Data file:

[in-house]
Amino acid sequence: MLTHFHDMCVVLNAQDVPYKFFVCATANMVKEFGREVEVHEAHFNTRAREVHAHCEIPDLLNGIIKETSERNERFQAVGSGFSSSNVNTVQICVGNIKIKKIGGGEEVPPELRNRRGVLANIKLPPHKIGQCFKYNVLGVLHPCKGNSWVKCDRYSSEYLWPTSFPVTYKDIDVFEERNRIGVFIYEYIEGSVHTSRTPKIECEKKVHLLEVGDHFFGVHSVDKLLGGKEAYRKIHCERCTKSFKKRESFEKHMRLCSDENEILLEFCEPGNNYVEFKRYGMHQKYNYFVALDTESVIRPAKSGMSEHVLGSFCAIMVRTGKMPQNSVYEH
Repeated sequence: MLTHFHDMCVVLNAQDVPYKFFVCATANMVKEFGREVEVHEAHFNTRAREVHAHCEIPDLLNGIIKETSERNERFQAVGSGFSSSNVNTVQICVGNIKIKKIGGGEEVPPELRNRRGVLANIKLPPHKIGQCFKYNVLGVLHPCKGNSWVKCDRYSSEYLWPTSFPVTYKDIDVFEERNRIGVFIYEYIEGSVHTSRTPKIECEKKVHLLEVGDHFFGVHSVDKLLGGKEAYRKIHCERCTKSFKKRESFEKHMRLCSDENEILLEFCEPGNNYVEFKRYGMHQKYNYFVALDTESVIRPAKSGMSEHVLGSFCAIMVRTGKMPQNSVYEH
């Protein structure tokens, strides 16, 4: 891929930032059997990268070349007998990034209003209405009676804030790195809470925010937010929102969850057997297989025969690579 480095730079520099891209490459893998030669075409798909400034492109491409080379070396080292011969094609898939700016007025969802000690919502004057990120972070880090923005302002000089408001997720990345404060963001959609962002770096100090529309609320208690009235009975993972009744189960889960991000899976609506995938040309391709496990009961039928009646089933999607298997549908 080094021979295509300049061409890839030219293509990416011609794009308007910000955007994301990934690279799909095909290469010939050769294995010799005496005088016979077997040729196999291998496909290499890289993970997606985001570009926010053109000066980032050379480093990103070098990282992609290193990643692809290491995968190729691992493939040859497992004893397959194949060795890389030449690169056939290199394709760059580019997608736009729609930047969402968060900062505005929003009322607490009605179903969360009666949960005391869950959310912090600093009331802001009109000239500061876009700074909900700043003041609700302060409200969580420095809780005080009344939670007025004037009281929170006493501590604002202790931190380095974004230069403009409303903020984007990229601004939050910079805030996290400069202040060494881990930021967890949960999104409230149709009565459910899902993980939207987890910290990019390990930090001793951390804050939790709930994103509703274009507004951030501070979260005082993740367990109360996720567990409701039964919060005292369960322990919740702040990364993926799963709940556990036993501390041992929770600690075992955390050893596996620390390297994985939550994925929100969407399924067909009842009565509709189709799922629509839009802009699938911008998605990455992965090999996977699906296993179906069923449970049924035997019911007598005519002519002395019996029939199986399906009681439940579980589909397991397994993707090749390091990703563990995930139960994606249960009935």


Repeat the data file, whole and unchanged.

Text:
[in-house]
Amino acid sequence: MLTHFHDMCVVLNAQDVPYKFFVCATANMVKEFGREVEVHEAHFNTRAREVHAHCEIPDLLNGIIKETSERNERFQAVGSGFSSSNVNTVQICVGNIKIKKIGGGEEVPPELRNRRGVLANIKLPPHKIGQCFKYNVLGVLHPCKGNSWVKCDRYSSEYLWPTSFPVTYKDIDVFEERNRIGVFIYEYIEGSVHTSRTPKIECEKKVHLLEVGDHFFGVHSVDKLLGGKEAYRKIHCERCTKSFKKRESFEKHMRLCSDENEILLEFCEPGNNYVEFKRYGMHQKYNYFVALDTESVIRPAKSGMSEHVLGSFCAIMVRTGKMPQNSVYEH
Repeated sequence: MLTHFHDMCVVLNAQDVPYKFFVCATANMVKEFGREVEVHEAHFNTRAREVHAHCEIPDLLNGIIKETSERNERFQAVGSGFSSSNVNTVQICVGNIKIKKIGGGEEVPPELRNRRGVLANIKLPPHKIGQCFKYNVLGVLHPCKGNSWVKCDRYSSEYLWPTSFPVTYKDIDVFEERNRIGVFIYEYIEGSVHTSRTPKIECEKKVHLLEVGDHFFGVHSVDKLLGGKEAYRKIHCERCTKSFKKRESFEKHMRLCSDENEILLEFCEPGNNYVEFKRYGMHQKYNYFVALDTESVIRPAKSGMSEHVLGSFCAIMVRTGKMPQNSVYEH
């Protein structure tokens, strides 16, 4: 891929930032059997990268070349007998990034209003209405009676804030790195809470925010937010929102969850057997297989025969690579 480095730079520099891209490459893998030669075409798909400034492109491409080379070396080292011969094609898939700016007025969802000690919502004057990120972070880090923005302002000089408001997720990345404060963001959609962002770096100090529309609320208690009235009975993972009744189960889960991000899976609506995938040309391709496990009961039928009646089933999607298997549908 080094021979295509300049061409890839030219293509990416011609794009308007910000955007994301990934690279799909095909290469010939050769294995010799005496005088016979077997040729196999291998496909290499890289993970997606985001570009926010053109000066980032050379480093990103070098990282992609290193990643692809290491995968190729691992493939040859497992004893397959194949060795890389030449690169056939290199394709760059580019997608736009729609930047969402968060900062505005929003009322607490009605179903969360009666949960005391869950959310912090600093009331802001009109000239500061876009700074909900700043003041609700302060409200969580420095809780005080009344939670007025004037009281929170006493501590604002202790931190380095974004230069403009409303903020984007990229601004939050910079805030996290400069202040060494881990930021967890949960999104409230149709009565459910899902993980939207987890910290990019390990930090001793951390804050939790709930994103509703274009507004951030501070979260005082993740367990109360996720567990409701039964919060005292369960322990919740702040990364993926799963709940556990036993501390041992929770600690075992955390050893596996620390390297994985939550994925929100969407399924067909009842009565509709189709799922629509839009802009699938911008998605990455992965090999996977699906296993179906069923449970049924035997019911007598005519002519002395019996029939199986399906009681439940579980589909397991397994993707090749390091990703563990995930139960994606249960009935």